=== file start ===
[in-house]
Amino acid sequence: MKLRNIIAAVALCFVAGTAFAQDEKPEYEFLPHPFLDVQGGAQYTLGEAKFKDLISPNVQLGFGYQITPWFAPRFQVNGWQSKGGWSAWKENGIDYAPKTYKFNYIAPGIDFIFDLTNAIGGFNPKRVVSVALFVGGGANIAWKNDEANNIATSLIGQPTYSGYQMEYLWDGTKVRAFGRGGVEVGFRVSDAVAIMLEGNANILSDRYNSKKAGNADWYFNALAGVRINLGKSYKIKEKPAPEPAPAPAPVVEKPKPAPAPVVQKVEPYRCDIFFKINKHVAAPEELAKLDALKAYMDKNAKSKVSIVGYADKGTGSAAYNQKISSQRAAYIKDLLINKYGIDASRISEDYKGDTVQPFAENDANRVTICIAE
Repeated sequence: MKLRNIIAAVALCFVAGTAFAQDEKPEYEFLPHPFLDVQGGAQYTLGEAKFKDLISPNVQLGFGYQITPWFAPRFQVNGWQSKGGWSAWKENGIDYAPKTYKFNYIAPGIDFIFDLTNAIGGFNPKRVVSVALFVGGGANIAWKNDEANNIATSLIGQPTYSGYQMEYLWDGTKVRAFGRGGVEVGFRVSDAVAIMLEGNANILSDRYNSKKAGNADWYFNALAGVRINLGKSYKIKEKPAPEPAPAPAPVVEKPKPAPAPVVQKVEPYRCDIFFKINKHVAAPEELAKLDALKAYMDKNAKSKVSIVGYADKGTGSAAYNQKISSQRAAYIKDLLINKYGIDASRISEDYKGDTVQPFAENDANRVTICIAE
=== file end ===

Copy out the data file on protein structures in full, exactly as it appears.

[in-house]
Amino acid sequence: MKLRNIIAAVALCFVAGTAFAQDEKPEYEFLPHPFLDVQGGAQYTLGEAKFKDLISPNVQLGFGYQITPWFAPRFQVNGWQSKGGWSAWKENGIDYAPKTYKFNYIAPGIDFIFDLTNAIGGFNPKRVVSVALFVGGGANIAWKNDEANNIATSLIGQPTYSGYQMEYLWDGTKVRAFGRGGVEVGFRVSDAVAIMLEGNANILSDRYNSKKAGNADWYFNALAGVRINLGKSYKIKEKPAPEPAPAPAPVVEKPKPAPAPVVQKVEPYRCDIFFKINKHVAAPEELAKLDALKAYMDKNAKSKVSIVGYADKGTGSAAYNQKISSQRAAYIKDLLINKYGIDASRISEDYKGDTVQPFAENDANRVTICIAE
Repeated sequence: MKLRNIIAAVALCFVAGTAFAQDEKPEYEFLPHPFLDVQGGAQYTLGEAKFKDLISPNVQLGFGYQITPWFAPRFQVNGWQSKGGWSAWKENGIDYAPKTYKFNYIAPGIDFIFDLTNAIGGFNPKRVVSVALFVGGGANIAWKNDEANNIATSLIGQPTYSGYQMEYLWDGTKVRAFGRGGVEVGFRVSDAVAIMLEGNANILSDRYNSKKAGNADWYFNALAGVRINLGKSYKIKEKPAPEPAPAPAPVVEKPKPAPAPVVQKVEPYRCDIFFKINKHVAAPEELAKLDALKAYMDKNAKSKVSIVGYADKGTGSAAYNQKISSQRAAYIKDLLINKYGIDASRISEDYKGDTVQPFAENDANRVTICIAE